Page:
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Children's Corner - Bamidbar
On Friday, Morah Kaplan asked her students which parshah would be read in shul this Shabbos.

"I know," Riki called out. "It's Bamidbar." 

"What a coincidence," exclaimed Dina. "Last year we also read Parshas Bamidbar on the Shabbos before Shavuos. I remember, because my brother was called up to the Torah for his Bar Mitzvah that day."

"Actually," Morah Kaplan told the class, "It's not that much of a coincidence. We always read Parshas Bamidbar before Shavuos. Bamidbar means "in the desert." There is a strong connection between a desert and the Torah which we were given on Shavuos."

"Oh, I remember learning about that," Miriam said. "The desert is open land. Nobody owns it. The Torah also does not belong to any one person alone. Every Jew has an equal share in the Torah."

"Very good, Miriam," Morah Kaplan praised her. "And, girls, there are more things that we can learn from the fact that the Torah was given in the desert. Let's think what life is like in a desert."

"It's hot."

"No water."

"Very little food."

"Now, when our forefathers received the Torah in the desert, they had to depend on HaShem for all their needs - for food, water and clothing. But they didn't worry. Instead, they eagerly received the Torah with joy and trust.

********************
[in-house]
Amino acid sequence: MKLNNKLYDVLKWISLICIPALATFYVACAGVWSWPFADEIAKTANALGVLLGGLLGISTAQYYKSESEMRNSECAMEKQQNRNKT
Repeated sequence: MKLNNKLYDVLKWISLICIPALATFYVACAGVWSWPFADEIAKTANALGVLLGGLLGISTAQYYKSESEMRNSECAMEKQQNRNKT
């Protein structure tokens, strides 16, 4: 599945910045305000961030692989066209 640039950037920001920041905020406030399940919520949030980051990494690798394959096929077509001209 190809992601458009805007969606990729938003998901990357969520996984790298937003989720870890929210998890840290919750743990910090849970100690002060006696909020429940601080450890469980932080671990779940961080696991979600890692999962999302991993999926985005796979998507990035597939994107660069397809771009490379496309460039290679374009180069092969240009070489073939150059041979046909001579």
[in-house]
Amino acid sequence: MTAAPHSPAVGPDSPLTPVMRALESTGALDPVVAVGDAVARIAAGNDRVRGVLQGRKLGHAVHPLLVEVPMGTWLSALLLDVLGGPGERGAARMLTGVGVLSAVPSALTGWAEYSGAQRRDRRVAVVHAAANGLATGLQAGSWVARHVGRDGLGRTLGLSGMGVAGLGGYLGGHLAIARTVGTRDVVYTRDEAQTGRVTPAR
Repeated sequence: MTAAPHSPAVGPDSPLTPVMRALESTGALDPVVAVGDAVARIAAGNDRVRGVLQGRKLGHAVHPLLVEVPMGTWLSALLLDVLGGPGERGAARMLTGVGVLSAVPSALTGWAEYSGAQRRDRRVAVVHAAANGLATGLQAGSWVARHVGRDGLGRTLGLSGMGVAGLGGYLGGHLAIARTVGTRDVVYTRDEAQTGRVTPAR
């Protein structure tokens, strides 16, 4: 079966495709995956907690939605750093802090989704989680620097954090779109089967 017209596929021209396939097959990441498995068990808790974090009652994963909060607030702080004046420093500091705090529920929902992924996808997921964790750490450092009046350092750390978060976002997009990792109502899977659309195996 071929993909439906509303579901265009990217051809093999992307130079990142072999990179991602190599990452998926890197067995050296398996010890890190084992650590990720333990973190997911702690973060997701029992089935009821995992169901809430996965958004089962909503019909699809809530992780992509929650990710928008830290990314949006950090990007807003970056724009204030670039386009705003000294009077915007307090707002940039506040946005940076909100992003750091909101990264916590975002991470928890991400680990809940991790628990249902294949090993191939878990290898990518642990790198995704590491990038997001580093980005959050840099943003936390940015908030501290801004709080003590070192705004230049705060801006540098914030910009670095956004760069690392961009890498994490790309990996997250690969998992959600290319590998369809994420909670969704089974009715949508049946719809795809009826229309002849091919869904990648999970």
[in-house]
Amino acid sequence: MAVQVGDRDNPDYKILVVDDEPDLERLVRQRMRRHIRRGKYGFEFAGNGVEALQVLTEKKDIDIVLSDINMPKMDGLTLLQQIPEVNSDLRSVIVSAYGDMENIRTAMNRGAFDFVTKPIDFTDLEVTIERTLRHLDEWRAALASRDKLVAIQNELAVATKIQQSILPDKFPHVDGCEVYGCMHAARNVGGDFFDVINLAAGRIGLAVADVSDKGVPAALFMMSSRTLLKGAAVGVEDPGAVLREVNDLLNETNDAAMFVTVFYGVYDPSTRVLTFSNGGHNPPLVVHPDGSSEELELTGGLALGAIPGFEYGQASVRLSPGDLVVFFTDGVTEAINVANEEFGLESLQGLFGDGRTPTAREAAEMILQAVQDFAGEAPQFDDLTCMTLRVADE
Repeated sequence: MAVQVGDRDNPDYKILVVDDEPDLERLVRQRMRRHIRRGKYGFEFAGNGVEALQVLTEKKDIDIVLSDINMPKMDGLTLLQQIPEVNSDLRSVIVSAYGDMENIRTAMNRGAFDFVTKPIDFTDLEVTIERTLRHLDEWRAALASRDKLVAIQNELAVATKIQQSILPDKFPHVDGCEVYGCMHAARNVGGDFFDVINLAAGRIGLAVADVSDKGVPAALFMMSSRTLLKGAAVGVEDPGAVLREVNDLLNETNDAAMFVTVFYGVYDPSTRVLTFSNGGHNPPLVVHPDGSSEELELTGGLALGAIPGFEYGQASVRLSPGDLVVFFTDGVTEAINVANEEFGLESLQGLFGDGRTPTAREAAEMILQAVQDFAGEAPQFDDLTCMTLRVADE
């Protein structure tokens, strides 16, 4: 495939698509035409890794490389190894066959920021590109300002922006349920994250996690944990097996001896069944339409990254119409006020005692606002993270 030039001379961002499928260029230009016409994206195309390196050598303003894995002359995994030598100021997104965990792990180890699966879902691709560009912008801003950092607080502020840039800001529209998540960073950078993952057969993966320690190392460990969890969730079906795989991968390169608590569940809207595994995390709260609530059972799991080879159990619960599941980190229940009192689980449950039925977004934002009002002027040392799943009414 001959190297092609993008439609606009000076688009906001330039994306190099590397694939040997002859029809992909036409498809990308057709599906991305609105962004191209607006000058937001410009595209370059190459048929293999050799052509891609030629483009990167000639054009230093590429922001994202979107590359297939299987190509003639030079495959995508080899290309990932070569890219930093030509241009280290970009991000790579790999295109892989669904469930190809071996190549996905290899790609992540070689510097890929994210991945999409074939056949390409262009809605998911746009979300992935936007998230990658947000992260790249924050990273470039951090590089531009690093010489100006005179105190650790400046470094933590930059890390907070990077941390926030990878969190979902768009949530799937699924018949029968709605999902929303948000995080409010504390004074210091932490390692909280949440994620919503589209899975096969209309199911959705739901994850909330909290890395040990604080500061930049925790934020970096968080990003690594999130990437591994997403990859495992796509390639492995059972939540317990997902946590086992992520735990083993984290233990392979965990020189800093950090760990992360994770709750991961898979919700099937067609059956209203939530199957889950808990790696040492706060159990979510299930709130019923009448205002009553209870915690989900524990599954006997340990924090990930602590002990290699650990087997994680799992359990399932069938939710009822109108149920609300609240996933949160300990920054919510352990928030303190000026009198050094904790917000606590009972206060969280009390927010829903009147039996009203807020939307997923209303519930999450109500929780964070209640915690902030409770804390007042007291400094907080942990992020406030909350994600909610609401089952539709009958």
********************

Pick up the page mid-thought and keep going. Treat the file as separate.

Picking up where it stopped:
"We should learn this lesson from them. Even if we sometimes feel that we need things, we should not worry about them or let our needs disturb us from studying the Torah and doing mitzvos. We should trust HaShem and rely on Him to provide us with the things we need, just as He did for our ancestors in the desert."

Chani raised her hand. "Morah, last summer I went to Eretz Yisrael and visited my cousins in a small town in the Negev desert. True, it was hot, but they had plenty of water and beautiful gardens and parks."

Morah Kaplan nodded, "Our sages tell us that during the forty years the Jews journeyed through the desert, the desert changed. Even trees flowered and gave fruit.

"Some people are like a desert. They feel empty and dry when it comes to holy things. They, too, can change. The Torah can help them grow full of feeling for HaShem, and become fruitful with good deeds."

(Adapted from Likkutei Sichos, Vol. VIII, p. 237)


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